If you have no IT experience, and want to implement a CRM solution – whether on your servers and desktops or as a service – it's likely you'll need help. This is particularly true if you want customer information shared among many applications. So getting QuickBooks, ACT!, and Goldmine to work together, or subscribing to salesforce.com and then trying to link that with pre-existing systems, may be more trouble than it's worth, meaning that certain kinds of information will remain in "silos." If you only have 25 employees, this may be manageable, but not so easy when your company grows. And what if your business model depends on the Internet?

NetSuite, a CRM services company out of San Mateo California and salesforce.com are both working to establish a greater presence in Canada. These companies offer a suite of applications delivered as an IT service, offering the ability to drive information from the CRM module directly to a general ledger. For ecommerce the software provides customer self-service and personalized account areas. And, as with any good CRM application, it allows the company to "see" and "touch" the customer at all times: from package tracking through integration with FedEx and UPS, to service enquiries, payment options, “business-to-business” negotiated rates and account histories. It takes CRM beyond salesforce automation and marketing, and drives information and analysis to and from the backoffice.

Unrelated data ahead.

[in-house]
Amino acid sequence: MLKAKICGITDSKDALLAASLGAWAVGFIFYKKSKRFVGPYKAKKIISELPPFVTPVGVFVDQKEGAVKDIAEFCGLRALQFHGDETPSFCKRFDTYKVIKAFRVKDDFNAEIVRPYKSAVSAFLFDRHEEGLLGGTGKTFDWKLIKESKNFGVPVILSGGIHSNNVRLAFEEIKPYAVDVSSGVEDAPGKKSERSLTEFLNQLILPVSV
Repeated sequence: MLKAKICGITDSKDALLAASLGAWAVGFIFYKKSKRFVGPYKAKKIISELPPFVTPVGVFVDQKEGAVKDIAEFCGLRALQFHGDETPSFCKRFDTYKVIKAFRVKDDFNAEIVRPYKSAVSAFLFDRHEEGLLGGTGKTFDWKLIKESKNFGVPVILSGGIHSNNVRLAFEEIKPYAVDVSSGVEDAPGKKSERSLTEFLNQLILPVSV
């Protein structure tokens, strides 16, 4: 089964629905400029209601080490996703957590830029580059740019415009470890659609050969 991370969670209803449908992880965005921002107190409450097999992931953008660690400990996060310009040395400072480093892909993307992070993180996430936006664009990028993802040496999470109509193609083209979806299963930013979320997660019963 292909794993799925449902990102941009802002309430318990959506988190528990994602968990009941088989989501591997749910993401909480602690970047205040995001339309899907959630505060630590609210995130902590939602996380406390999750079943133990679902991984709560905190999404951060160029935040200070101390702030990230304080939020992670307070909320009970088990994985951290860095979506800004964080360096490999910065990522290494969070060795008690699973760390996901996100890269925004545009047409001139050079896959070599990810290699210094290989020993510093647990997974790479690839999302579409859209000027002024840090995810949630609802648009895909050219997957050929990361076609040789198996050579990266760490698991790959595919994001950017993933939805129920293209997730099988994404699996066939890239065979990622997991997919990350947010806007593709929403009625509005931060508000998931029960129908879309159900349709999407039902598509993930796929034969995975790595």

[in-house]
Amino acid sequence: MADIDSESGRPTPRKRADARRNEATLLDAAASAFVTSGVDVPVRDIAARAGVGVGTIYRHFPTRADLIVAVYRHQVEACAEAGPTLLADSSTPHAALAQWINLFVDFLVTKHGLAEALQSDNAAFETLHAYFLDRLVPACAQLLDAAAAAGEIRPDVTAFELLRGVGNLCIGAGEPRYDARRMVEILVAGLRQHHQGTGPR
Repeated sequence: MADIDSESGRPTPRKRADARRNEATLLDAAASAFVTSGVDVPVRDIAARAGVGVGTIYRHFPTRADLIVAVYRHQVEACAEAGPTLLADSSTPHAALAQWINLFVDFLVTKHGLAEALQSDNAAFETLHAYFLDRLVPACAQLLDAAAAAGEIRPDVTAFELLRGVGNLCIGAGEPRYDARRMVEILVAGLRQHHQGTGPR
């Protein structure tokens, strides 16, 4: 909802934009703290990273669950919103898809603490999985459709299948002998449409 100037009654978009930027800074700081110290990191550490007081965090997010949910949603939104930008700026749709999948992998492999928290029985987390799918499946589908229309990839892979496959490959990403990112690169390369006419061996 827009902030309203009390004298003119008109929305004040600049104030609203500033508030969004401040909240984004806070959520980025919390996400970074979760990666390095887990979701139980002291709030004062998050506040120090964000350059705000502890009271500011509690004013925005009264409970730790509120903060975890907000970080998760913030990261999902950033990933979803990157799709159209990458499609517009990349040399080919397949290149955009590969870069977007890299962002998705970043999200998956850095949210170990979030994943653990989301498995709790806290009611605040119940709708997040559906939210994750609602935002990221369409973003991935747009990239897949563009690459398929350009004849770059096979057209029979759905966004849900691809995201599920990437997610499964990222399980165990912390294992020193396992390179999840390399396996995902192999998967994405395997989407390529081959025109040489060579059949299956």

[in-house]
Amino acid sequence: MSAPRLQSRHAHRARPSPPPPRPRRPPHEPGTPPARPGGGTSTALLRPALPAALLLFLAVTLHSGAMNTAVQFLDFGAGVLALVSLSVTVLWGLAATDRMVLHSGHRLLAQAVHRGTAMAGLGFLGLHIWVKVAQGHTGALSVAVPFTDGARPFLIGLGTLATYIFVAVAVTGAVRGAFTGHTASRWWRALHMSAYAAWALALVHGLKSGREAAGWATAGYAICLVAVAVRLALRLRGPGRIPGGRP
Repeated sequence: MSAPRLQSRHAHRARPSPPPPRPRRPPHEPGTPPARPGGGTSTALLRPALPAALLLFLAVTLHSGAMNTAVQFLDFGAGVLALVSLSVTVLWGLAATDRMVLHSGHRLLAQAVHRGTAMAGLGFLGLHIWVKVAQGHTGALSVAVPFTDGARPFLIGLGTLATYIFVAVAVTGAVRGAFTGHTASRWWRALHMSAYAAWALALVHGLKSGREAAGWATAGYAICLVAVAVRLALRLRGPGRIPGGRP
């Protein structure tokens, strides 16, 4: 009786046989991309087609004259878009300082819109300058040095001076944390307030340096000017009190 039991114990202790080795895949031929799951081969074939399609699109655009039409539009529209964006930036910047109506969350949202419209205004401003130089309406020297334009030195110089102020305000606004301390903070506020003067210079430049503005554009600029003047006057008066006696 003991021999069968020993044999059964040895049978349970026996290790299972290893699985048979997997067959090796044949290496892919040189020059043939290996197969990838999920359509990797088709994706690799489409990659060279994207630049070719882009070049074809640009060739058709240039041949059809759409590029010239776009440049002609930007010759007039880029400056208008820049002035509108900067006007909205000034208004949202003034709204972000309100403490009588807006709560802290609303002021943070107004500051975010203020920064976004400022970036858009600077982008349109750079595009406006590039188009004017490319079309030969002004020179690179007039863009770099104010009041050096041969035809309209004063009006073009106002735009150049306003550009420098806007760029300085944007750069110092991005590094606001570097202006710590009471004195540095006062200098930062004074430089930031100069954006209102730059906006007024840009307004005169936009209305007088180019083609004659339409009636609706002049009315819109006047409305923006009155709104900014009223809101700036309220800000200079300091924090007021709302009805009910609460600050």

Mini Peiris, NetSuite's senior director of product management, says CRM can be a valuable marketing tool – but you have to have the right information.

"There's no sense in upselling something someone already has. Up-selling and cross-selling opportunities are driven out of purchasing history," she says.

Still, it's obvious that CRM is best suited to the SME with a sales focus and with more than a storefront presence, although single-location retailers can benefit from seasonal, product, and customer-specific marketing campaigns. For those SMEs with large, spread-out markets, it's helpful to have CRM applications that have at least some mobile functionality. NetSuite, for example, will load a calendar and Microsoft Outlook onto a personal digital assistant, as well as all key business metrics (bank balance, daily web-hits, monthly forecasts, top order items), with information delivered by email either three times a day or as per request.

Jeff Binder, CEO/CTO of Saffron Rouge, a small organic skin care company in Guelph, Ontario, has decided to use an on-demand service for CRM. The benefits are obvious, he says.

"I don't have to pay to maintain a depreciating asset," he says.

Binder knows his stuff. In a previous incarnation he spearheaded a CRM, accounting, and ecommerce initiative. "We were trying to integrate ACCPAC and Goldmine into a custom-built ecommerce package,” he recalls. “It didn't work."

Binder, who decided to go with NetSuite because, unlike salesforce.com, he says its CRM service is built around a larger suite of applications, sings the praises of the benefits of an effective CRM package for his small business. "We have visibility into interactions with customers,” he says. “We can see emails, call logs, and use it for task and campaign management."

However, Binder small business should proceed with caution before installing a CRM solution on its own computers. "These things need to implemented properly," he says. "They have to be backed up. The database needs to be secure, and usually you're paying someone else to do this."

 

More articles from ITWorldCanada.com

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CRM gains ground as management tool

Midmarket CRM vendors release bumper crop of updates